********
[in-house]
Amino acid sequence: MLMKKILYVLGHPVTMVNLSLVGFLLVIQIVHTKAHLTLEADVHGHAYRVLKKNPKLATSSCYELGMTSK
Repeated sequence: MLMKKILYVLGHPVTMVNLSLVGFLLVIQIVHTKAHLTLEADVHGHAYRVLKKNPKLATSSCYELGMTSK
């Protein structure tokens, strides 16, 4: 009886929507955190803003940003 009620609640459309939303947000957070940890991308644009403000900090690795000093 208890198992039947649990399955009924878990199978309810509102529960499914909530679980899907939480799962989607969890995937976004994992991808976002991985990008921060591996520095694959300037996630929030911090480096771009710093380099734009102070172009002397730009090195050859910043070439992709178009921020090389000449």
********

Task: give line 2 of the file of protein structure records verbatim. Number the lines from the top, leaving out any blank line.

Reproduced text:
Amino acid sequence: MLMKKILYVLGHPVTMVNLSLVGFLLVIQIVHTKAHLTLEADVHGHAYRVLKKNPKLATSSCYELGMTSK